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The world according to Laura Love
Laura Love and Orville Johnson play at 7:30 p.m. Jan. 31 at Island Center Hall. Tickets at the door or in advance at Winslow Drug or the Park District office, 842-2306. A sample of their music can be found at the bottom of this page.
For the past eight years, promoters have told Laura Love time and again that they’d only hire her if she agreed not to say anything political onstage.
“There was this, ‘shut up and sing.’ It was kind of like the McCarthy era,” she said. “It was both implicit and explicit, that I wasn’t to sing or talk about political things. That I was supposed to support the war or be quiet.
“There was a quiet fear or dread that I had, this feeling of being on a list somewhere. Paranoia runs in my family, but in this case it was reasonable.”
Love’s act has always included political commentary. And her sound, set against her passionate, thumping bass, has been called unclassifiable. It’s a musical melding of funk, hip-hop, folk, rap, soul bluegrass, R&B, and regional tunes from all over the world that’s been referred to by turns as folk-funk, Afro-Celtic and “hip-Alachian.”
It’s anyone’s guess what Love’s Saturday set will bring to Island Music Guild; there, she’ll once again team with Orville Johnson, with whom she appeared in Harpers Ferry on the same stage just about this time last year. But it’ll be a funky hoot’n holler, for sure.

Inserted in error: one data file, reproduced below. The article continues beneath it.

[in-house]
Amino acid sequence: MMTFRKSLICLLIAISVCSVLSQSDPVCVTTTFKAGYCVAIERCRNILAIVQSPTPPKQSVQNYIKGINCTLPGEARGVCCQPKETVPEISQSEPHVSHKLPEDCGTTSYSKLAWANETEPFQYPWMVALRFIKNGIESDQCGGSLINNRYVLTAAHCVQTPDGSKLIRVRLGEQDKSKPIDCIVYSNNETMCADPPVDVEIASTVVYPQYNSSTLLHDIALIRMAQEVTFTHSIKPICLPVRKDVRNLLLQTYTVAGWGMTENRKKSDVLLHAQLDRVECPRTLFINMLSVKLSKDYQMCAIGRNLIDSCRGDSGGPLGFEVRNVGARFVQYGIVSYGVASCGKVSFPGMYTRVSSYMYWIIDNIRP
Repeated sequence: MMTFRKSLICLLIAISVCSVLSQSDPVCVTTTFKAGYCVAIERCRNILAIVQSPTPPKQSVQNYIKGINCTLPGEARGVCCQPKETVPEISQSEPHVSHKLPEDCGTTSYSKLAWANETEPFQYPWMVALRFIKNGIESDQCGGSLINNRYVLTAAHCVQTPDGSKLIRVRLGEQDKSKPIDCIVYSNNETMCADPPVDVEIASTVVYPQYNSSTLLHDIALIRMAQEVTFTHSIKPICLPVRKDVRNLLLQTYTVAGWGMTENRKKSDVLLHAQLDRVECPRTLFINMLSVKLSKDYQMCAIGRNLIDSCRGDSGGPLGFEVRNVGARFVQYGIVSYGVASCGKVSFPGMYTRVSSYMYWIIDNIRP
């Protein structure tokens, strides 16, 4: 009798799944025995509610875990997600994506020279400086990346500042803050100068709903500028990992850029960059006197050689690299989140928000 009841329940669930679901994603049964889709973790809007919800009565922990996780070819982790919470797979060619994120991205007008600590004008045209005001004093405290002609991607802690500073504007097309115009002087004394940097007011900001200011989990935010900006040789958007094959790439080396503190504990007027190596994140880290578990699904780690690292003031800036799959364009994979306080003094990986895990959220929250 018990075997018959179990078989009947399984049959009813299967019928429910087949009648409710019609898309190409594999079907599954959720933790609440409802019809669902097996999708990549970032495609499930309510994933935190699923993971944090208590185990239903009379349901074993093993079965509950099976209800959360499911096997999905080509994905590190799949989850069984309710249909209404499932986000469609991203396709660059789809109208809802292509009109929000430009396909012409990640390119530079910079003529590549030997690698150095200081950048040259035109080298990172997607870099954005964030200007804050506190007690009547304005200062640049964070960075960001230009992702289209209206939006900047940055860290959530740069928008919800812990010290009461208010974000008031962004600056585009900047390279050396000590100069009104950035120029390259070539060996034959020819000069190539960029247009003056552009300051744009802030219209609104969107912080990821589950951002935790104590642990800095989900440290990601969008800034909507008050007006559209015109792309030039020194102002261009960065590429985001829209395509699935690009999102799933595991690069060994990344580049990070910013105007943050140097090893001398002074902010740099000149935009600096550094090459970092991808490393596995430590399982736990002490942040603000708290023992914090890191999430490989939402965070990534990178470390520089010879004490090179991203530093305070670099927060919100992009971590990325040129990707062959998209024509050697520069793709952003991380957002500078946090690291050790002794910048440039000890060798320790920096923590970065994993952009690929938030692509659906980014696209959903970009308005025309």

The source of Love’s diverse sound: her 1960s childhood in Lincoln, Nebraska, of all places, where on the one hand the African American kid was generally a racial anomaly but on the other gained exposure to a wide range of genres right in her living room. Culture then “wasn’t so bifurcated and fragmented,” she said, and it wasn’t weird to love all types of music.
“When I was a kid, commercial radio was a lot more diverse than it is now. It wasn’t all Clear Channel and pap…you could hear the Weavers, Bill Monroe, Elvis and the Temptations in the same hour on a playlist,” she said.
The University of Nebraska had a large African student population – “God knows why” – which immersed Love in sounds that would further influence the playing and songwriting styles she’d go on to cultivate in so many varied forms over nearly two decades and 10 albums.
By way of example, 1997’s “Octoroon” gave us a plaintive cover of Nirvana’s “Come As You Are” along with an anthem to racial pride, “Freak Flag.” 1998’s “Shum Ticky” offered the distinctly cheeky, African-infused feminist ode to body love, “Mahbootay” followed by, on the very next track, the Irish-tinged “Aha Me a Riddle I Day.” And on 2003’s “Welcome to Pagan Place,” Love pulled no punches in the funk-infused Bush bash, “I Want You Gone.”
“The overarching theme of my life is race relations, ‘isms’ – racism, classism, sexism, all of those things that really determine the trajectory of our lives,” she said
Then came “NeGrass,” full of straight-ahead bluegrass tunes and Negro spirituals, with the accompanying twang. Embracing this range of tunes, she said, came from the realization that her light skin, and the light skin of many of her black family members, had to come from somewhere; likely as not, it came from white slave owners way back when. Denying this music would be to deny her history, and she wanted an album that reflected musical, as well as genealogical, mesh.